Here is number one: embrace the challenge before you. In
Do you remember the Bible story? Goliath, the giant, was threatening the army of Israel. Not one of the Hebrews wanted to deal with him. They all stood around kicking their sandals in the dust. David said, “Well, somebody has to fight him, so I will.” When you face a problem, take it on! It does no good to stand around kicking your feet in the dust. It does no good to stick your head down between your legs. It might work in a bomb shelter, but it is not going to work in life. In addition, it does no good to stand up in the back of the canoe and say, “I want to go home!” You can’t leave life.
You can’t bail out, and that tendency inside to want to bail out, to avoid, to say, “Somebody else ought to fix this,” just makes the problem worse. Maybe your problem is finances. Maybe your problem is relationships. Maybe God is making you aware of things that have happened in your past that created either great guilt or great wounding. Whatever the situation, now is the time to deal with it! If you try to avoid the white water, the eventual crash just gets worse.
Number one: embrace the challenge before you. When you face the white water, go straight into it.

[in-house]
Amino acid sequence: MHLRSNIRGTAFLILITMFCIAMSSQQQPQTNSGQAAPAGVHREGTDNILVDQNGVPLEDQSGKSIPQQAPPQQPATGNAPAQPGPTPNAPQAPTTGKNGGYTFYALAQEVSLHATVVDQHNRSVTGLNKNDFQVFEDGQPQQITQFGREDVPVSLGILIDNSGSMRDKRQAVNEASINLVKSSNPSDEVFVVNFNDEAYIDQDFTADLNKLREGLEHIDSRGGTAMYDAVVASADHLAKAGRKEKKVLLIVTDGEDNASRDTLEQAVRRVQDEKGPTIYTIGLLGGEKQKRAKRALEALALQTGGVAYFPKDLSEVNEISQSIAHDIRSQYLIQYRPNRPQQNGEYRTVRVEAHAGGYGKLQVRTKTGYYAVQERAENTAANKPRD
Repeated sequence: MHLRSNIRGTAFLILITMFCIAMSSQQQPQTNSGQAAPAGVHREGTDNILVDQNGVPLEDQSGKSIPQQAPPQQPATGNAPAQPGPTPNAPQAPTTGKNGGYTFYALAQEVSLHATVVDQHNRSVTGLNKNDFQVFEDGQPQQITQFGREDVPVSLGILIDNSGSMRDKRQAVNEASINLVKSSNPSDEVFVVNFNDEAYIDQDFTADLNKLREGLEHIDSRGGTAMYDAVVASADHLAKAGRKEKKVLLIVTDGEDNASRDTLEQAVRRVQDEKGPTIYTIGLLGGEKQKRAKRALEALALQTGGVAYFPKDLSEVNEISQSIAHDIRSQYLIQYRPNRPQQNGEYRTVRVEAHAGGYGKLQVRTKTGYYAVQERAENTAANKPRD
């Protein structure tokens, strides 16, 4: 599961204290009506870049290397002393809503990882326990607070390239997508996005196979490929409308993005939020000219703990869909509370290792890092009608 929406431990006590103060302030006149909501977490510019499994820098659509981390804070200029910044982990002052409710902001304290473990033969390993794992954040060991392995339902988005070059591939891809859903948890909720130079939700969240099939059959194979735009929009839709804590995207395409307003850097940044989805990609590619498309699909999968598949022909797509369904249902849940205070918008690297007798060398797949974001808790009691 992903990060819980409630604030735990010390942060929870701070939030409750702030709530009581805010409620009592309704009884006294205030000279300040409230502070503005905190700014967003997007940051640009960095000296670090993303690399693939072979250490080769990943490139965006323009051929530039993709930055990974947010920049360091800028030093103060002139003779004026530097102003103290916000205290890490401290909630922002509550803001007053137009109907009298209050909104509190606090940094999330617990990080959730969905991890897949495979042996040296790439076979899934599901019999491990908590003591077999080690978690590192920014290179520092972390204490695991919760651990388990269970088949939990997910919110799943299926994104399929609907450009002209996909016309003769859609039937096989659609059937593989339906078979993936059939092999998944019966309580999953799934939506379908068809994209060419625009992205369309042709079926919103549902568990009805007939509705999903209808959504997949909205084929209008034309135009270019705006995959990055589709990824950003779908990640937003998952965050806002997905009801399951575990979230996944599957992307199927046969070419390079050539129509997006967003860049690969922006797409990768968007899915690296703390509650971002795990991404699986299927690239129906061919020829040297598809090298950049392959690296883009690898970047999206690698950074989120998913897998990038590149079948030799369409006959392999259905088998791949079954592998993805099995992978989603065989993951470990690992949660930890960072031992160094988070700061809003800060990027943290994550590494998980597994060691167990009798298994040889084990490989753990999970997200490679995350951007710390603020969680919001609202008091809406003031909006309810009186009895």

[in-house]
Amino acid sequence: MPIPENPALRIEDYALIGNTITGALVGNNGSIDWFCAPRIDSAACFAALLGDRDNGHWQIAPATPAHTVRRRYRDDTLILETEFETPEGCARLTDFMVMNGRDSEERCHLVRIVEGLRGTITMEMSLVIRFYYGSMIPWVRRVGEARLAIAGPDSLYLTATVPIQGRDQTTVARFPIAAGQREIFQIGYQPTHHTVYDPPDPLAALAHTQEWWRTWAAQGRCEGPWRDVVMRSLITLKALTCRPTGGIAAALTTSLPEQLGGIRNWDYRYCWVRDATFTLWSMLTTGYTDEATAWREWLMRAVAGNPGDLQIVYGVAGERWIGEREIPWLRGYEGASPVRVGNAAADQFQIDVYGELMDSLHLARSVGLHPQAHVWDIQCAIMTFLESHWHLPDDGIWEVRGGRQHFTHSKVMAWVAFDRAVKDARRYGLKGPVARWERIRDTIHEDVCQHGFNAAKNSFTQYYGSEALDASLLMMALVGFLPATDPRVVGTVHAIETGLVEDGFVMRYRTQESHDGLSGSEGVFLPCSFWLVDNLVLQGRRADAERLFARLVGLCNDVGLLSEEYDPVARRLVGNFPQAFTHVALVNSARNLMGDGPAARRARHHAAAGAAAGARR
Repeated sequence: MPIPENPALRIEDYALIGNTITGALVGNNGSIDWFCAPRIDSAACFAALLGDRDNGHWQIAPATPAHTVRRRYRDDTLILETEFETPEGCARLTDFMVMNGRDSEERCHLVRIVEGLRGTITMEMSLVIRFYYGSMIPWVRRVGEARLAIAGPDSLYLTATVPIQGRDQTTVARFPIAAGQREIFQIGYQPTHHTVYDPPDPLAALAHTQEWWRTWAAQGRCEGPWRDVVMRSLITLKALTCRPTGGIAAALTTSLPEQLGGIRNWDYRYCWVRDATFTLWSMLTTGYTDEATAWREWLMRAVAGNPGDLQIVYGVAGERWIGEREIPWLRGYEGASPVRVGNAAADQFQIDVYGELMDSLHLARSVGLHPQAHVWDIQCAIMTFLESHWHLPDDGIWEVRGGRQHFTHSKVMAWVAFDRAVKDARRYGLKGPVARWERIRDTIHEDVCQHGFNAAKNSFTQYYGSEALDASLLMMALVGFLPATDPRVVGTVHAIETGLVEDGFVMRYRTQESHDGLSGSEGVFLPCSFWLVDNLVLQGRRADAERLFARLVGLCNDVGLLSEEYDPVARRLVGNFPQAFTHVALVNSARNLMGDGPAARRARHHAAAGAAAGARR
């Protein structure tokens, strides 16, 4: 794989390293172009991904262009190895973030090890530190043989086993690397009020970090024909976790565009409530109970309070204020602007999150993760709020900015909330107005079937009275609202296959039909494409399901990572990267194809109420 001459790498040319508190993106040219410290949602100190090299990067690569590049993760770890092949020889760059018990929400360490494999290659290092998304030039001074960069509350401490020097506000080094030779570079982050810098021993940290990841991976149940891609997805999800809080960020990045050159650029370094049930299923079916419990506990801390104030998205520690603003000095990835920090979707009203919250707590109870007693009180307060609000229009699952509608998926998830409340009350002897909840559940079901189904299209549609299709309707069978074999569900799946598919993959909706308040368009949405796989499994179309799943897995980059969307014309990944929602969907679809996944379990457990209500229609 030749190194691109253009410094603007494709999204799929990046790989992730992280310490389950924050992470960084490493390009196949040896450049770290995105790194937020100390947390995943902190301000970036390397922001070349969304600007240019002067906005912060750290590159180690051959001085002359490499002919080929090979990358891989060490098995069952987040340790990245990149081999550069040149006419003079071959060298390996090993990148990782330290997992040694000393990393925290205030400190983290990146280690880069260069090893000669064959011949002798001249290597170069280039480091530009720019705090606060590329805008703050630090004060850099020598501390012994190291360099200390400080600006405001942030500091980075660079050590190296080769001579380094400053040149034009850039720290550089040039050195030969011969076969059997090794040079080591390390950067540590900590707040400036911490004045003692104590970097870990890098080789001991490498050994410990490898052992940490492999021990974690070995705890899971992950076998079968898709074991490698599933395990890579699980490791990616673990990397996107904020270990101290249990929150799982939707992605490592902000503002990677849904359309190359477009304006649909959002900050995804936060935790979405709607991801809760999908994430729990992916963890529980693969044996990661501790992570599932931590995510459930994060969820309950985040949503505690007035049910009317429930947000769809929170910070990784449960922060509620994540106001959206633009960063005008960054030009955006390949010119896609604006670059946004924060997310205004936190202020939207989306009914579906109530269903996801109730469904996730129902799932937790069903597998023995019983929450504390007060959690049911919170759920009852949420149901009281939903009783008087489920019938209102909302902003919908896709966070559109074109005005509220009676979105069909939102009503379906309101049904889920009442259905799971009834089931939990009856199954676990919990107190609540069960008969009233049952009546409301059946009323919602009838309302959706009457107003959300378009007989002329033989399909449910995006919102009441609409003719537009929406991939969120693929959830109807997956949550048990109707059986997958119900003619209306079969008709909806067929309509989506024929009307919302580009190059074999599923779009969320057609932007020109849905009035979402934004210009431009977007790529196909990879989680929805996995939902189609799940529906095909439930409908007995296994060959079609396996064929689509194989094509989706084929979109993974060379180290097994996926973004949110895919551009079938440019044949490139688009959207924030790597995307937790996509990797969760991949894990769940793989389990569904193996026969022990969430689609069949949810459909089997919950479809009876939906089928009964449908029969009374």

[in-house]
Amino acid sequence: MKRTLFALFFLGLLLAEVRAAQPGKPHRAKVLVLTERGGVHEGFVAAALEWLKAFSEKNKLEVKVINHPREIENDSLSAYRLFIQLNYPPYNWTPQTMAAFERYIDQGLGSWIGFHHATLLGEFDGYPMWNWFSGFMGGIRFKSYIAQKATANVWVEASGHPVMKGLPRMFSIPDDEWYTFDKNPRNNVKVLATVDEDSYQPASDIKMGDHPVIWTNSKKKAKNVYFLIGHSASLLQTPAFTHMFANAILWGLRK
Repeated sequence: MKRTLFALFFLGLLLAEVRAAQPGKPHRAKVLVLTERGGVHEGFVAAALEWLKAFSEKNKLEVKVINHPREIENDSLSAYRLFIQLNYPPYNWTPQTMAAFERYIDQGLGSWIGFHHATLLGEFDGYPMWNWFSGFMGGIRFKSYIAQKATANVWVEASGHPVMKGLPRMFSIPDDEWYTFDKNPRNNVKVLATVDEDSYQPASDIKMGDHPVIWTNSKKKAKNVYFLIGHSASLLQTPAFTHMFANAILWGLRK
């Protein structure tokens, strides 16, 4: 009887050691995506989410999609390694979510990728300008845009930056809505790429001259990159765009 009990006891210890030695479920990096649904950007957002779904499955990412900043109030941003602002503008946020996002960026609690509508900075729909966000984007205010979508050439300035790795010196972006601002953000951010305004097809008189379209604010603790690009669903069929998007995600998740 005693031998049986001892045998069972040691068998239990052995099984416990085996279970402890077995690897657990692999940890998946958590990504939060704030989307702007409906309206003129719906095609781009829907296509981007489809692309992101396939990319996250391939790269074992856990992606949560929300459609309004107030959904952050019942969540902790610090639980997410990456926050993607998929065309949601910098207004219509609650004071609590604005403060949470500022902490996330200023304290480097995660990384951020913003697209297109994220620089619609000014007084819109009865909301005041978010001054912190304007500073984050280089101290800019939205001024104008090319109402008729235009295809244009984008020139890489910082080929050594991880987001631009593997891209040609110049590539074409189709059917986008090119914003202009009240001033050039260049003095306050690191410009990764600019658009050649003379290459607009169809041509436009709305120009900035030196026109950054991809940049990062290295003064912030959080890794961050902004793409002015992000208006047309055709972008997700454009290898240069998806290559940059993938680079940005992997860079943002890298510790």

Number two: embrace the weakness that is within you. It is OK to be weak. It is OK not to have all the answers. It is OK to be scared. Letting it be okay to have moments of weakness in a paradoxical way opens your life to strength. In
Let me tell you something very true. As long as you think you know it all, God can’t tell you a thing. Is it OK for you to feel weak at times? Is it OK for you not to have all the answers? Do you have people in your life, Christian brothers and sisters, who you will let be your friends? Will you let Godly people help you and give you advice and hold you accountable to be your best self? When we talk about Bible studies and Sunday School and small groups in the church, they can help you when times get rough. The questions is, when you get into rough times, do you know that you don’t have to have all the answers? God through His people, His Word, His Spirit can help.
Number one: embrace the challenge before you. Number two: embrace the weakness within you.
Number three: embrace the power God will give to you. In
That is one of the most ironic verses in the Bible, because the angel was talking to a trembling coward when he said that. God wanted Gideon to go forward and meet invaders of Israel and defeat the enemies of the people of God, just as God wants you to defeat problems that otherwise would sabotage you or your loved ones or the Kingdom in some way. Gideon didn’t want to do it. He was scared to death. So the angel said, “The Lord is with you, mighty warrior.” Then, because Gideon trusted that God was with him and let God help and guide him, he became that which the angel said he was, a mighty warrior.
That is what God will make of you: a mighty warrior for the Kingdom. As He does, your life becomes victorious.